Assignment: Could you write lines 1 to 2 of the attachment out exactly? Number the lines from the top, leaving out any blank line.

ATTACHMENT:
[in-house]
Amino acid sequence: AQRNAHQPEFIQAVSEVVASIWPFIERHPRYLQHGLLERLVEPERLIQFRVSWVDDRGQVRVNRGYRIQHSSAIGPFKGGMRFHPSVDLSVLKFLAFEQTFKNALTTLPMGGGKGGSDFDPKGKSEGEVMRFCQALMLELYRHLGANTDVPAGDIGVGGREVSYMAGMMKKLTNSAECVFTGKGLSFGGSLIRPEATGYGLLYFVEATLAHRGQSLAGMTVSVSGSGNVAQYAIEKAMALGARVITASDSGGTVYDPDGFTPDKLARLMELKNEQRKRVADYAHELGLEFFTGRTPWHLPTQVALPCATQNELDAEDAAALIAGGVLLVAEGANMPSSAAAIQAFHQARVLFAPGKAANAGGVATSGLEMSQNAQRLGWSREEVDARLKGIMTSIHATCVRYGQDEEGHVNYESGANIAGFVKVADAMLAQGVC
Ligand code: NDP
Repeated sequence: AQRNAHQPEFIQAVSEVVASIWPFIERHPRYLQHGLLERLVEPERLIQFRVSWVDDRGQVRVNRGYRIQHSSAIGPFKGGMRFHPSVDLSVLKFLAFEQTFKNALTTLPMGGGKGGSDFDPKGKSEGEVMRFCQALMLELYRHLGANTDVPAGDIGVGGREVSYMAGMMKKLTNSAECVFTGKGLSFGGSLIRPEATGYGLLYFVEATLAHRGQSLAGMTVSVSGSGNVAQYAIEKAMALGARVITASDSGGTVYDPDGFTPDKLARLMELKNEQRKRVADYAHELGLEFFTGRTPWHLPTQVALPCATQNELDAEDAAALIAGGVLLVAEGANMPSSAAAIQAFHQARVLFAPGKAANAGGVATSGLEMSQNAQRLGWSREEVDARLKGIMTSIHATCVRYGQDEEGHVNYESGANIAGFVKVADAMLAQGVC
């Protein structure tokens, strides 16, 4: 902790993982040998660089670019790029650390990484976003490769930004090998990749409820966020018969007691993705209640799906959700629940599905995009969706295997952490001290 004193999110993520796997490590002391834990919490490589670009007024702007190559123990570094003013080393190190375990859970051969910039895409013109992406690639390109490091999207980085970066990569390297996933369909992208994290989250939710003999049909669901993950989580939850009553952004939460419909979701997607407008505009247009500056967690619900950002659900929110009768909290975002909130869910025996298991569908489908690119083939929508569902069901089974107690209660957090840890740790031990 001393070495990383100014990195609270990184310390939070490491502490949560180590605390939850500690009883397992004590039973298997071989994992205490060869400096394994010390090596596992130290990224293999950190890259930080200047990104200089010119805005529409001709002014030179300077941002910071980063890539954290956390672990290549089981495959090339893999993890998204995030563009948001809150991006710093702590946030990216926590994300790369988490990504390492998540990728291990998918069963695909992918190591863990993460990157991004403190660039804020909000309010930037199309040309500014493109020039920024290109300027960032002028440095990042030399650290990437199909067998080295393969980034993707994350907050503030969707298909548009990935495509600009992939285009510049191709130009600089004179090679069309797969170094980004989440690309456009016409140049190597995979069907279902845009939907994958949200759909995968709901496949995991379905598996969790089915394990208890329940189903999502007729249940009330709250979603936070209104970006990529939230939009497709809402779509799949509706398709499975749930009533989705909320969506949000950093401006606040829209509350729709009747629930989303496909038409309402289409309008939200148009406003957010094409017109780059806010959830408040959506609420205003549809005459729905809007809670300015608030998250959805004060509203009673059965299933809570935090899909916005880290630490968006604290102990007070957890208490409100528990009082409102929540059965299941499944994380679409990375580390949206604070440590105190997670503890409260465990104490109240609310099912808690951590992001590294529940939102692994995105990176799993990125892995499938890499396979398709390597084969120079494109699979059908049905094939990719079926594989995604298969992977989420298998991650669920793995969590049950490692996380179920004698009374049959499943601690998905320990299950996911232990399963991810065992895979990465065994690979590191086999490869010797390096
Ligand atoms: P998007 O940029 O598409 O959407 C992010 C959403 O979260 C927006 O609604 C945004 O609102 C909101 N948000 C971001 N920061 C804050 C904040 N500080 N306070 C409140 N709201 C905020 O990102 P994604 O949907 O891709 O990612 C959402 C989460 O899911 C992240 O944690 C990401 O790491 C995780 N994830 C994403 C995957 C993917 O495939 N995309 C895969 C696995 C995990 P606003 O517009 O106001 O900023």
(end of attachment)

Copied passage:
[in-house]
Amino acid sequence: AQRNAHQPEFIQAVSEVVASIWPFIERHPRYLQHGLLERLVEPERLIQFRVSWVDDRGQVRVNRGYRIQHSSAIGPFKGGMRFHPSVDLSVLKFLAFEQTFKNALTTLPMGGGKGGSDFDPKGKSEGEVMRFCQALMLELYRHLGANTDVPAGDIGVGGREVSYMAGMMKKLTNSAECVFTGKGLSFGGSLIRPEATGYGLLYFVEATLAHRGQSLAGMTVSVSGSGNVAQYAIEKAMALGARVITASDSGGTVYDPDGFTPDKLARLMELKNEQRKRVADYAHELGLEFFTGRTPWHLPTQVALPCATQNELDAEDAAALIAGGVLLVAEGANMPSSAAAIQAFHQARVLFAPGKAANAGGVATSGLEMSQNAQRLGWSREEVDARLKGIMTSIHATCVRYGQDEEGHVNYESGANIAGFVKVADAMLAQGVC